CAT Tool Workshop October 28
Assessing Translation Quality Metrics October 28
Assessing the quality of production translation has become a key concern for translation consumers and end users, for translators and language service companies, and for researchers seeking to compare or improve tools, particularly machine translation. There are currently three standards in development in ASTM’s Language Services Committee and two standards in ISO’s Technical Committee 37 on Terminology and Other Language and Content Resources that focus on assessing translation quality. The Translation Automation Users Society (TAUS) has created a Quality Dashboard and framework (i.e., the Dynamic Quality Framework, now merged with the Multidimensional Quality Framework) which is extensively influencing some of the standards efforts.
This workshop reviews the types of questions asked by customers and end users of translation and by Language Service Providers. It then addresses the types of metrics and assessment methods currently available, looking at how effectively and under what conditions the assessment meets both the metric and the user or provider questions. The workshop then generates recommendations for ASTM, ISO, and TAUS, and for providers and consumers of translation, and for researchers and developers.
Organizer: Jennifer DeCamp (MITRE)
Workshop on MT for Semitic Languages November 1
Semitic languages are used by a significantly large population of native speakers and belong to a family that includes classical Arabic, a large number of Arabic dialects, Hebrew, Amharic, Maltese and other languages. These languages are characterized by a system of word formation based on roots and patterns, a rich and productive morphology (including non-concatenative processes), a diversity of orthographic conventions and, unfortunately, limited language resources suitable for computational research and development.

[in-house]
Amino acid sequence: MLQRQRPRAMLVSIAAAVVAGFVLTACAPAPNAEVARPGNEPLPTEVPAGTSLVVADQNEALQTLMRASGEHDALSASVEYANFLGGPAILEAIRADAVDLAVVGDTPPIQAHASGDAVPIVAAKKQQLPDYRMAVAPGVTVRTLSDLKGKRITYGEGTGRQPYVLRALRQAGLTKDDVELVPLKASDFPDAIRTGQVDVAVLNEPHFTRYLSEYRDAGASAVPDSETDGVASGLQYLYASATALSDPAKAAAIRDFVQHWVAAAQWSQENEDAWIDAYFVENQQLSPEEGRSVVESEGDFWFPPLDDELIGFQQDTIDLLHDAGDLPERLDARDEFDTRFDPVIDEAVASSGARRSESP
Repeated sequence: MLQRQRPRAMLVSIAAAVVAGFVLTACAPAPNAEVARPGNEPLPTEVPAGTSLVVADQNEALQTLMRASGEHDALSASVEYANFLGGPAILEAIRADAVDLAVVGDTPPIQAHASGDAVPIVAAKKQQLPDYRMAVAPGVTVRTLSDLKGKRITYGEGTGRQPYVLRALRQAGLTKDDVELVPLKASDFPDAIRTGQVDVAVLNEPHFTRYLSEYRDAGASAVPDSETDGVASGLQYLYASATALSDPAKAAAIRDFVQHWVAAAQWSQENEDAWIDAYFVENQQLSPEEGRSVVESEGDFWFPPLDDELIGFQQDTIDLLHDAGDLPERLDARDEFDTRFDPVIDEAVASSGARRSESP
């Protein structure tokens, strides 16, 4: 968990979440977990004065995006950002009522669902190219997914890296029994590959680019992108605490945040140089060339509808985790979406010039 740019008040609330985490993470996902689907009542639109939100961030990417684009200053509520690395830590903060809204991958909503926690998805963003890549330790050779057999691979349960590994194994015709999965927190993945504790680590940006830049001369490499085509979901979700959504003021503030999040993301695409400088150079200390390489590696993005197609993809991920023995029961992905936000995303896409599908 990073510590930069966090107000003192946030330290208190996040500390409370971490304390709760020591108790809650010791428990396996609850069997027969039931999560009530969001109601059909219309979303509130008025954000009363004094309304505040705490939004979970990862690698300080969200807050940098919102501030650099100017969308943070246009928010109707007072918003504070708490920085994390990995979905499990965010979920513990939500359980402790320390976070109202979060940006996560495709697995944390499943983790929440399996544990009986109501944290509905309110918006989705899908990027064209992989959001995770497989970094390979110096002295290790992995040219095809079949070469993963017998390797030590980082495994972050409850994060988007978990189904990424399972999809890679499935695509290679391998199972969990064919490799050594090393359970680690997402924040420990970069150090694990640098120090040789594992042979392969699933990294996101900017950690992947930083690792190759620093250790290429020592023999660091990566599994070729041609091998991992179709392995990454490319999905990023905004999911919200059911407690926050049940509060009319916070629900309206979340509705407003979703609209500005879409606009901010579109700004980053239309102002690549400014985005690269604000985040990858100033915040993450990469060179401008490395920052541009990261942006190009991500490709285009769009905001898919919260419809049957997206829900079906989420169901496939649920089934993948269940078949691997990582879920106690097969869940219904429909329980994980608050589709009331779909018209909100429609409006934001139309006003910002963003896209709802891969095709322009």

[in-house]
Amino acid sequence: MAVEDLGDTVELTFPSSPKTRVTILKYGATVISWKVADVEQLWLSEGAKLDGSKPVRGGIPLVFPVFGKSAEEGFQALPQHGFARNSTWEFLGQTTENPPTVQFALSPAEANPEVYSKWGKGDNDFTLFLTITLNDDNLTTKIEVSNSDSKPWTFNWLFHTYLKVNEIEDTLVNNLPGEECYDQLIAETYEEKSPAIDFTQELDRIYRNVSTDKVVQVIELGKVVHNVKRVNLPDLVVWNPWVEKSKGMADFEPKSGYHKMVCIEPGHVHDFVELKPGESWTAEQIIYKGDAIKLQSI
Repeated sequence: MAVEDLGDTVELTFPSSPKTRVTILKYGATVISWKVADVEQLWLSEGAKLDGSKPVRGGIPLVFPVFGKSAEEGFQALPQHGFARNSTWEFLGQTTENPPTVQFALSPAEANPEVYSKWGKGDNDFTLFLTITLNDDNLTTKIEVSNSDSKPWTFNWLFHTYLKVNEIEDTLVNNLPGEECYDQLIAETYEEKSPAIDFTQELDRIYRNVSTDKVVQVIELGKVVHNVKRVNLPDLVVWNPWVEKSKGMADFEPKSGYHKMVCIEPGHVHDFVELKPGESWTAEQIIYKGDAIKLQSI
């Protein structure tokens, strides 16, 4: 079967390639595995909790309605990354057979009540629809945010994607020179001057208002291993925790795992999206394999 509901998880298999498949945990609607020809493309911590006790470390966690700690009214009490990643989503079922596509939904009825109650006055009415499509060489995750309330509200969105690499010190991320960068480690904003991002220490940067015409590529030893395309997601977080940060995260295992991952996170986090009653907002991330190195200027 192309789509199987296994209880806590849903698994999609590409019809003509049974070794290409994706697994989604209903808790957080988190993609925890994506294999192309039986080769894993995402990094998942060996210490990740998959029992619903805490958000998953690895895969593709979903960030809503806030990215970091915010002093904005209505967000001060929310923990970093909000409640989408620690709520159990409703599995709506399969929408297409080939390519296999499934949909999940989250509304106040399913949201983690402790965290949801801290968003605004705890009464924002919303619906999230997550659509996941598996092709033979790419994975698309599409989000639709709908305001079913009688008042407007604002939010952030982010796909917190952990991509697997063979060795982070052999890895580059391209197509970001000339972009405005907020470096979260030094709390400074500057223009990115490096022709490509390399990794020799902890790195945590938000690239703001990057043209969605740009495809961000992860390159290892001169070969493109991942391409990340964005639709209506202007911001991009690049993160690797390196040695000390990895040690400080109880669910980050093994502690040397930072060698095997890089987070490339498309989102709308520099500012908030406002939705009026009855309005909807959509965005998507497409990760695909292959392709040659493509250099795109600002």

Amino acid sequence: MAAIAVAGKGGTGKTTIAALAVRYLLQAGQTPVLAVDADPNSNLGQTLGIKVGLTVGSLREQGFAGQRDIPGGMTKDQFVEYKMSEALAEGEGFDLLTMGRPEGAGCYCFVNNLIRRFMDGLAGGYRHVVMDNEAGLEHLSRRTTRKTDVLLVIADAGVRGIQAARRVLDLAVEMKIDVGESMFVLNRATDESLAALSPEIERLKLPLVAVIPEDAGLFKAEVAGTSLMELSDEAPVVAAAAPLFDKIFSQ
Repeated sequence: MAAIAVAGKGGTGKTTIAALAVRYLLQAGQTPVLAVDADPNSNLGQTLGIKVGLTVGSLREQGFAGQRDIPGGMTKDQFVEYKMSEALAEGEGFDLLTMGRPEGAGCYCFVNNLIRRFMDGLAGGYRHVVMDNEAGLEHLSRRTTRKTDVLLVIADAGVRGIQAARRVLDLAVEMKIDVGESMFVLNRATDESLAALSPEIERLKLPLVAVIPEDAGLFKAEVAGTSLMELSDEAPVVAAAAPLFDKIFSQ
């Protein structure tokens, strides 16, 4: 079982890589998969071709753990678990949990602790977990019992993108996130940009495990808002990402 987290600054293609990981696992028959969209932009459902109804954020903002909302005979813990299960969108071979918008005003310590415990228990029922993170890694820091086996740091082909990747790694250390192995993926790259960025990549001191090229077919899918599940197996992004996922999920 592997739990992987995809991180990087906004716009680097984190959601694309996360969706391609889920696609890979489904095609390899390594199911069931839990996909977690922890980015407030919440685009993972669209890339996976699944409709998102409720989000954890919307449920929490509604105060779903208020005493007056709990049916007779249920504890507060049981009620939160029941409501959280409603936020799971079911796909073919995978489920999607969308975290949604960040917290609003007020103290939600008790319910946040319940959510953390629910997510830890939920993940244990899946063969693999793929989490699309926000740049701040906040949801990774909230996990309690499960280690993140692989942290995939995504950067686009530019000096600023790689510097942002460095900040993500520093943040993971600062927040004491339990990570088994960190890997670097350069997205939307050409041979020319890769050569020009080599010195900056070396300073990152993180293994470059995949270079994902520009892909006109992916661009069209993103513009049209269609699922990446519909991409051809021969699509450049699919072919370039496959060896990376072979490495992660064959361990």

Semitic languages as a whole are still understudied, although over the past decade there has been a body of computational processing research specifically targeted to individual Semitic languages, much of the work to date remains the result of initiatives undertaken by individual researchers or research establishments. Several workshops in recent years – both regional and affiliated with international conferences – have addressed the spectrum of issues relating to the processing of Arabic, Hebrew and other Semitic languages. The progress of recent years has opened the door to advanced computational applications such as machine translation. Research on machine translation of Semitic languages is, however, still in its early stages. Accurate translation of Arabic, Hebrew, Amharic, Maltese and other Semitic languages requires treatment of unique linguistic characteristics, some of which are common to all Semitic languages, others specific to each of these individual languages and their dialects.
The goal of this workshop is to bring together researchers and research specifically concerned with issues pertaining to machine translation to, from, and among Semitic languages. Furthermore, the workshop will be an opportunity for the Special Interest Group on Computational Approaches to Semitic Languages (the SIG) to meet and discuss future direction in Computational Linguistics and Natural Language Processing approaches to Semitic Languages.
Organizers: Mona Diab, GWU, USA; Houda Bouamor, CMU-Qatar; Ahmed ElKholy, Microsoft, USA; Mahmoud Ghoneim, GWU, USA; Yuval Marton, Microsoft, USA